Saxenda, a weight-loss drug intended for obese and overweight adults, became available in the United States on Wednesday, Danish drugmaker Novo Nordisk said. The drug joins just a handful of other medicines intended to combat obesity, as rates of obesity continue to rise in the country.

The drug is priced at $1,068 per month, although the actual cost will vary depending on rates negotiated by health insurance companies, Reuters reported. Obesity affects more than a third of adults in the United States, the U.S. Centers for Disease Control and Prevention say, but was recognized by the American Medical Association as a disease only recently, in 2013.

For Novo Nordisk, launching Saxenda in the United States is intended to open a new source of revenue, and the company expects annual sales of the drug to ultimately reach $1 billion, Reuters reported. “Novo Nordisk is pleased to offer a new treatment that can provide some patients … a new path to achieving clinically meaningful weight loss,” Jesper Hoiland, president of Novo Nordisk, said in a statement.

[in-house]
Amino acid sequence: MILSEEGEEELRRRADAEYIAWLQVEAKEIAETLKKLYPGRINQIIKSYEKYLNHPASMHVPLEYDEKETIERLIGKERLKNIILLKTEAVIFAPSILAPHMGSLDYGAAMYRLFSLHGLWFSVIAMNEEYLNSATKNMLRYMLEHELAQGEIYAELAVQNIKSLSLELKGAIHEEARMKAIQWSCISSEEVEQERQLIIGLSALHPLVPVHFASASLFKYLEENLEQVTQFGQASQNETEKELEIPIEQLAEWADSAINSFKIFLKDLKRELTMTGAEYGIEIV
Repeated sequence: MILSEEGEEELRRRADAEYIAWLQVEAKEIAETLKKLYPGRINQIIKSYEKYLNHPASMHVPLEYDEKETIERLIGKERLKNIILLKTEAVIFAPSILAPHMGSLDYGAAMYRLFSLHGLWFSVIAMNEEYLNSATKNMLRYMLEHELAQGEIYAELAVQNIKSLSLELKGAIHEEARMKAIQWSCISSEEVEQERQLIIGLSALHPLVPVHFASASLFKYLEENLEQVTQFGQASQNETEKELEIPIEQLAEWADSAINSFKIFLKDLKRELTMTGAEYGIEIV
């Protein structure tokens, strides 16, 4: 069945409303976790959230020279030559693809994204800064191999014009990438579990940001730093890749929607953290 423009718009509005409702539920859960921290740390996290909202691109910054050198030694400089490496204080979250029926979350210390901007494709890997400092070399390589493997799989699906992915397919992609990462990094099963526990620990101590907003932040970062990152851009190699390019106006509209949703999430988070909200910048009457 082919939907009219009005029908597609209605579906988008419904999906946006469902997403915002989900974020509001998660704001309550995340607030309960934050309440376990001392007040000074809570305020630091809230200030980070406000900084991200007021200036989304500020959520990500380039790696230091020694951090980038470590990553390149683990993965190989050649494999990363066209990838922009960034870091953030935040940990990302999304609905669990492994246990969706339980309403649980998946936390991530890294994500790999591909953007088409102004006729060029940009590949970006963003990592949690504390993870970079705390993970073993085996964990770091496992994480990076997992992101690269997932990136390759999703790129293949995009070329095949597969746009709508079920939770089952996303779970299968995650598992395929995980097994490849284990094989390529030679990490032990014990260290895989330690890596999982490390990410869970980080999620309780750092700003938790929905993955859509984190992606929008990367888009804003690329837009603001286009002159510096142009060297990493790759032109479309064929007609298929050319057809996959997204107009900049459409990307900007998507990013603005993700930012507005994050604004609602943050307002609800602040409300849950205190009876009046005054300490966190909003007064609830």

There are no miracle drugs for weight loss, experts say. “The most effective way to lose weight and keep it off is through lifestyle changes,” the Mayo Clinic says. “Prescription weight-loss pills may be beneficial, but they won’t be magical. They do not work for everyone, and their benefit may be modest.”

The U.S. Food and Drug Administration approved Saxenda in December 2014 as an injectable drug to help with weight management for adults who were overweight or obese. Obesity and overweight are clinical conditions where individuals’ body mass indexes -- measures of body fat according to weight and height -- are 30 and 27, respectively.

The FDA had previously approved three drugs, in pill form, for weight loss. But those have had unspectacular sales, due to high drug costs that were not always covered by insurers, the New York Times reported.